Getting to Know You: Daniel Mackle, Founder of Silver Edge Financial

Daniel Mackle is an experienced financier, as well as the owner of Silver Edge Financial, a firm catering to high-end investors that manages two major financial funds; the Silver Edge pre-Initial Public Offering (pre-IPO) Fund, and the Silver Edge Venture Fund.

A veteran of Wall Street, Daniel Mackle has worked in the financial industry since graduating from Harrison, New York’s Manhattanville College in 1982. Over the course of his long career, he has assumed various roles in multiple financial firms before ultimately realizing his goal of becoming a successful serial entrepreneur. Although Silver Edge Financial is his flagship entrepreneurial venture, Daniel is also presently developing a company based around consumer debt consolidation with a specific focus on credit card debt. He believes this new project holds a great deal of promise both for profitability, but more importantly, for easing the financial suffering of many average Americans.

Outside of work, Daniel Mackle is an avid participant in martial arts. Having studied and engaged in this ancient practice for many years, he is currently on the precipice of earning a black belt. Daniel also enjoys fishing and traveling the country with his wife and five children.

What do you currently do at Silver Edge Financial? And how are you preparing for the launch of your debt consolidation company?

Though I spend a large amount of my time overseeing the daily operations and making the corporate decisions at Silver Edge Financial, I’m also currently in the midst of developing a new company focused on providing consumer debt relief. In many ways, much of my focus lies with that, these days.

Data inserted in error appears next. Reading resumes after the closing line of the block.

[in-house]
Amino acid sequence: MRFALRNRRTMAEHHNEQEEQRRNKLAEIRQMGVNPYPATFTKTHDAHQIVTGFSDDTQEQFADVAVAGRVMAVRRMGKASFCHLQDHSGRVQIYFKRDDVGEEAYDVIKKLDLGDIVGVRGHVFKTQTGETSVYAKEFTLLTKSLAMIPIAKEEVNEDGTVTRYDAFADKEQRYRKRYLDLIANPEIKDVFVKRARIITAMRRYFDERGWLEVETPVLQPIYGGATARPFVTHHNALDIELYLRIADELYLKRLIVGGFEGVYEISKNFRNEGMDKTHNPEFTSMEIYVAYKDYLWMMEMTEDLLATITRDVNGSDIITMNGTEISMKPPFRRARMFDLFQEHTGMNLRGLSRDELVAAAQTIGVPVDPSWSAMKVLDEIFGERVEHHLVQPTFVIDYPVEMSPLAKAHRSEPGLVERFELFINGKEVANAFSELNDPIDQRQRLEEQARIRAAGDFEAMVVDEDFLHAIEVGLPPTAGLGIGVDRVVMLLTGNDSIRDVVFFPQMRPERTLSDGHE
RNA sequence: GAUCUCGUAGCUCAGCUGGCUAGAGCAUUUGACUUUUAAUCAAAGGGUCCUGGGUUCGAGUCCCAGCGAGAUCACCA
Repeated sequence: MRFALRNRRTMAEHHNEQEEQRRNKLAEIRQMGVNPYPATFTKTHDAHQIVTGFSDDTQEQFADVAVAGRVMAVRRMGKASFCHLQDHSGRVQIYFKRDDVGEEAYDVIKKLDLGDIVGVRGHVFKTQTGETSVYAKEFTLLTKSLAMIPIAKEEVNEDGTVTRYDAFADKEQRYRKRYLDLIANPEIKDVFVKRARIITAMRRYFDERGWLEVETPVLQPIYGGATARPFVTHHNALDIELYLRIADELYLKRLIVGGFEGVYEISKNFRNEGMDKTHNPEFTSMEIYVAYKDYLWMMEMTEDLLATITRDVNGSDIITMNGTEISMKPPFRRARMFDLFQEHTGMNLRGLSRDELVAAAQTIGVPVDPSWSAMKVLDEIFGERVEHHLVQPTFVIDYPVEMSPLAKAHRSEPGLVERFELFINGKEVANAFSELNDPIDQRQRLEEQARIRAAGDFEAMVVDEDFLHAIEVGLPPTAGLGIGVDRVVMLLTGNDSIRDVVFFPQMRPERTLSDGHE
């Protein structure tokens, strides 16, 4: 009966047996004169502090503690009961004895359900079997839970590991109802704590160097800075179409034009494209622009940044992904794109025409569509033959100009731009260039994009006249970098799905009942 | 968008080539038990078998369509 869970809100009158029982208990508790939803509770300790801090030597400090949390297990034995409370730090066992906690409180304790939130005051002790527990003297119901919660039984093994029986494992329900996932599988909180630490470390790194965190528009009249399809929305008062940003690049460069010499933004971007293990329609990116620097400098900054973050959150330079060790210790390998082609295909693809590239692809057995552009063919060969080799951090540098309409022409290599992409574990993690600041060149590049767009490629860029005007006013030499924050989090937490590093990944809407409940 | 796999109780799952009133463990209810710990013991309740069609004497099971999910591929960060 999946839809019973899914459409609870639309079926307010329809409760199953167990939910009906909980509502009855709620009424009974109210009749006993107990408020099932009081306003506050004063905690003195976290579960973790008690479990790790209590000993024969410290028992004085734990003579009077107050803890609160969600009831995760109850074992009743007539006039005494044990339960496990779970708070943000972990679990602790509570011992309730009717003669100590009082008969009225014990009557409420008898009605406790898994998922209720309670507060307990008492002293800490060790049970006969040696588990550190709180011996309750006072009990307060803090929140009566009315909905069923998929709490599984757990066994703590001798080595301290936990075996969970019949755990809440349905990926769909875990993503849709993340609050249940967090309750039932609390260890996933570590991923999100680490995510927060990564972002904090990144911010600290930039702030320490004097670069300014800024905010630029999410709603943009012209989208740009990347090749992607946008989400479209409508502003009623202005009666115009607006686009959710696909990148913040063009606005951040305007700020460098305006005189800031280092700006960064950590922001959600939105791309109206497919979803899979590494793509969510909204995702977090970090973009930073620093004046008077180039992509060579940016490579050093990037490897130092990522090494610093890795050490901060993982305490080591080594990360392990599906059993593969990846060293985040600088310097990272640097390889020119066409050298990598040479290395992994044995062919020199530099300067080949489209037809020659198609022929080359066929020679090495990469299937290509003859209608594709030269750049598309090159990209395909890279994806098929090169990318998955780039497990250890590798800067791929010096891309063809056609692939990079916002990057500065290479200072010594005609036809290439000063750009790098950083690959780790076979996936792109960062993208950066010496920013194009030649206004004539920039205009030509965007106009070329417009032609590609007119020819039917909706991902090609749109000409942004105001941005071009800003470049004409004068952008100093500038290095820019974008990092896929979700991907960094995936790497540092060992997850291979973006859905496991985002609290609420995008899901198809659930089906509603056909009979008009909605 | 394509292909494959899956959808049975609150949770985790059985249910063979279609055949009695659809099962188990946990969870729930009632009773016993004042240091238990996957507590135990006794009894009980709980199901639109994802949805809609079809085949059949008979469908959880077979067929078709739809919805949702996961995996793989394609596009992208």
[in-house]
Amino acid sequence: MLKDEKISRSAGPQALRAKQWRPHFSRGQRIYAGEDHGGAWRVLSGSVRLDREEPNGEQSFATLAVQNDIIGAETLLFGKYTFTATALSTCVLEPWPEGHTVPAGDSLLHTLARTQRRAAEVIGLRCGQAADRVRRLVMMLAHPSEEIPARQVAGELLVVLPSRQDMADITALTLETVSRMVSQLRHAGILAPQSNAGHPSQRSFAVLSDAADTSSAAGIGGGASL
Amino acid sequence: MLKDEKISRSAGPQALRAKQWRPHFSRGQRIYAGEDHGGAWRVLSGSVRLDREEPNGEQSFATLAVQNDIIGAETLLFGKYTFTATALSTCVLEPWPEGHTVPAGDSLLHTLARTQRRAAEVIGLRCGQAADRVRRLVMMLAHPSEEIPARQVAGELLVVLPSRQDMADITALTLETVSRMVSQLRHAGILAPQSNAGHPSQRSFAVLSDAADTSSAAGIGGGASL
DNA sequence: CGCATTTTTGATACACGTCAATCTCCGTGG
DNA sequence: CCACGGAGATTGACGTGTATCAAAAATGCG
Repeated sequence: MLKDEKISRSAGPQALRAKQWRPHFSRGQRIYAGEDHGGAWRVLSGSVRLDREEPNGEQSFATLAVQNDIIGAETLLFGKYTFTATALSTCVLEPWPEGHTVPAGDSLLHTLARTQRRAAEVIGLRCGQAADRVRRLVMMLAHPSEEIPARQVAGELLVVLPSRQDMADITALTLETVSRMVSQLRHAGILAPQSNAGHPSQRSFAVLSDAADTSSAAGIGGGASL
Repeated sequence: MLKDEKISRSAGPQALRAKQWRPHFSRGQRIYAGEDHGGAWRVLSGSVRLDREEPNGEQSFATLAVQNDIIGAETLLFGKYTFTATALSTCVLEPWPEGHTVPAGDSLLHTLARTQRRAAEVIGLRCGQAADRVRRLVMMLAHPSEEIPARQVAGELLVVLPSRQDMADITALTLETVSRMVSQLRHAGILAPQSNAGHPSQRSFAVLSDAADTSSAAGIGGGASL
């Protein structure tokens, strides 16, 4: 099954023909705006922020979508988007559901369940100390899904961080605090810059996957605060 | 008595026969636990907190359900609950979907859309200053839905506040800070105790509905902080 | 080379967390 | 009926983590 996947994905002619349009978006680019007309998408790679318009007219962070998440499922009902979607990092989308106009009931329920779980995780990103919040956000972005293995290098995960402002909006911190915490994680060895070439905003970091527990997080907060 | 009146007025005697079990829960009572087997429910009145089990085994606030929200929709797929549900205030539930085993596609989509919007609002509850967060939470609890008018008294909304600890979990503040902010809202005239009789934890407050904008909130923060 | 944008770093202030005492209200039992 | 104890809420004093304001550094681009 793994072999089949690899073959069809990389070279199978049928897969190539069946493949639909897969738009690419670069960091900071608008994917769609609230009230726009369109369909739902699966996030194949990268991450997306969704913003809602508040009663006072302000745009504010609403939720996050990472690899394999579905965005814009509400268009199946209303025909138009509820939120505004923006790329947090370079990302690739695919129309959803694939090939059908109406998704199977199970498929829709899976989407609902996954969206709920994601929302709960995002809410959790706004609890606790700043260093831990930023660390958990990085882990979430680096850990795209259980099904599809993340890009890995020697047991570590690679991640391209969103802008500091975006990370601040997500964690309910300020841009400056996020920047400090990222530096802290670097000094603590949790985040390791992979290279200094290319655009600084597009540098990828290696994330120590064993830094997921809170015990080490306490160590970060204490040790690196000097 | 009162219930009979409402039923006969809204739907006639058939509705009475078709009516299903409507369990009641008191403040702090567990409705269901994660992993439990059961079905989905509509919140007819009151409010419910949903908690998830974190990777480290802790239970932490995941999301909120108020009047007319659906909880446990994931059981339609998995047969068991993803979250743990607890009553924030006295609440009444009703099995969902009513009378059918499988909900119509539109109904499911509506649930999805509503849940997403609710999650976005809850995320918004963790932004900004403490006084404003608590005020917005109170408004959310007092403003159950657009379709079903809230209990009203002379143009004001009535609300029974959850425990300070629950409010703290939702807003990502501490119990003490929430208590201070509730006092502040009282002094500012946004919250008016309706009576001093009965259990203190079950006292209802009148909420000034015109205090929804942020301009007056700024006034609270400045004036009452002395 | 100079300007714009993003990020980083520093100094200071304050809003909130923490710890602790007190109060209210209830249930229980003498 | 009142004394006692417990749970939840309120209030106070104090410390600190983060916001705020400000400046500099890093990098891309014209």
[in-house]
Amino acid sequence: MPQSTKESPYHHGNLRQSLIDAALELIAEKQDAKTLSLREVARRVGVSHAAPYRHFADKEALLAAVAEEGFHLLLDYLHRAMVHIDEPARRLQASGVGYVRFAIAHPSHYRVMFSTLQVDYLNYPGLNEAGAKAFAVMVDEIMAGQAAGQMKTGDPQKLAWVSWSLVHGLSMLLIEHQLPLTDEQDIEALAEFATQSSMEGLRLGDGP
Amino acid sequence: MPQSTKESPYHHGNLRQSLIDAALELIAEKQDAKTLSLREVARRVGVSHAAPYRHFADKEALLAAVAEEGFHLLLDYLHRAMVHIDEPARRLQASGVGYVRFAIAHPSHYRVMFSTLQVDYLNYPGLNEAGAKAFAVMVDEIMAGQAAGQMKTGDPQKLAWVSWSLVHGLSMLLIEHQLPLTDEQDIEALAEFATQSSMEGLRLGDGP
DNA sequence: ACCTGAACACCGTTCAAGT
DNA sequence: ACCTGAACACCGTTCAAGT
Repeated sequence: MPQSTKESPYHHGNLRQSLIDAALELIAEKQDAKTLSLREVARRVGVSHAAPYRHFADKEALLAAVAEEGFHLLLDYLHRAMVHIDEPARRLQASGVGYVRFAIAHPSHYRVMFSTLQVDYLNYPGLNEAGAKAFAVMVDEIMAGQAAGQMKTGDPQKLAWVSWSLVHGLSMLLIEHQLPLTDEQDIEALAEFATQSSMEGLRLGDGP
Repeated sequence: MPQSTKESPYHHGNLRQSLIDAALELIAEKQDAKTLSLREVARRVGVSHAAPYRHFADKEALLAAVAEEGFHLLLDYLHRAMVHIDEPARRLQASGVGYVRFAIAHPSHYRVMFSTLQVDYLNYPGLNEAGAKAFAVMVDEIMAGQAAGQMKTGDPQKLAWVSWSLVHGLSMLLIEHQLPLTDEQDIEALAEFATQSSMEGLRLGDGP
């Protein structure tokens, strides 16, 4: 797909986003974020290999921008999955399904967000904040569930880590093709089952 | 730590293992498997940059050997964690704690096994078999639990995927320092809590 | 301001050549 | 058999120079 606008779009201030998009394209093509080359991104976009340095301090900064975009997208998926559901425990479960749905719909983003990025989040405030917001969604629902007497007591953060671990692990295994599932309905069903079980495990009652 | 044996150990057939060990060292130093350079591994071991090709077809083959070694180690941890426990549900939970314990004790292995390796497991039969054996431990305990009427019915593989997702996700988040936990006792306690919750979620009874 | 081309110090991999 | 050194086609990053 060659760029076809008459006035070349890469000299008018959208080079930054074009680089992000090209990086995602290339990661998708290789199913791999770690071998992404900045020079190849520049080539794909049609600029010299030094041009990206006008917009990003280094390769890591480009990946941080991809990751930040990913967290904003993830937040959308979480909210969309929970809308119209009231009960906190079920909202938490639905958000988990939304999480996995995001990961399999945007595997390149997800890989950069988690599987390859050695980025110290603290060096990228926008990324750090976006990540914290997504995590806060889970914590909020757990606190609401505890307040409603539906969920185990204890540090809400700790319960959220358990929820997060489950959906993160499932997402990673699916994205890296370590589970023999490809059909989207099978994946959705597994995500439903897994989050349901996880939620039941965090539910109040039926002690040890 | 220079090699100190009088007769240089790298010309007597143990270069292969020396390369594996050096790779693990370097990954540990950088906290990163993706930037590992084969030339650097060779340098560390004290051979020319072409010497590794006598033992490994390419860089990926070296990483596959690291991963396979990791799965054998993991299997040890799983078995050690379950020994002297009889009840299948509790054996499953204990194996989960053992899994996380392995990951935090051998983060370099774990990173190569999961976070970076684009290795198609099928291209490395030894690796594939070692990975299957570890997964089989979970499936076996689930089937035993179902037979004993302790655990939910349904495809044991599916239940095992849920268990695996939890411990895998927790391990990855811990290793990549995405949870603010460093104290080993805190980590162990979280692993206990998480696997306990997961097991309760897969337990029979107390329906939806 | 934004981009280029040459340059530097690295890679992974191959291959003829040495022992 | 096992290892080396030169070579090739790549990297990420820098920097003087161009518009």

In that respect, my team and I are currently building marketing platforms through different avenues such as Google AdWords and Facebook in order to help people who are struggling with credit card debt. COVID-19 hurt a lot of people in a medical sense, but also in an economic sense, as a huge number of businesses were shut down during the pandemic. As a result, many suffered enormous financial difficulties, and that caused a tremendous amount of people—small business owners and employees alike—to struggle with their credit card payments. That unfortunate effect has lingered to this day. Credit card debt is at an all-time high. Under the current system, if a person pays their minimum balance each month, it will take eighteen years to pay off an average credit card.

However, I see a positive opportunity to help people recover from the debts they accrued from the effects of the lockdowns. The programs we’ve developed can consolidate those payments, significantly reducing what people owe to their credit card companies. Following our plans, people can typically have these cards paid off in two-to-four years—depending on the person’s situation and their monthly payment, of course. We’re in the process of developing our marketing strategy for the new company right now, and it’s very exciting.

What was the inspiration behind going into the debt consolidation business?

I’ve been in the financial industry for many years. I can see an opportunity in debt consolidation. There’s a large market because of the state of credit card debt today. With the amount of debt that Americans are currently carrying, there’s a real opportunity to help a lot of people.

What defines your approach to doing business?

My approach to business is simple: I identify a problem and offer a solution to that problem. I consider what the keys are to being productive, especially when concerning a new business, and the most important component to productivity is time management. It’s easy to get distracted by the minutiae of day-to-day operations or by tending to the thousand small problems that inevitably arise when launching a new business, but the real trick is to concentrate on building a better company and focusing on the bigger picture.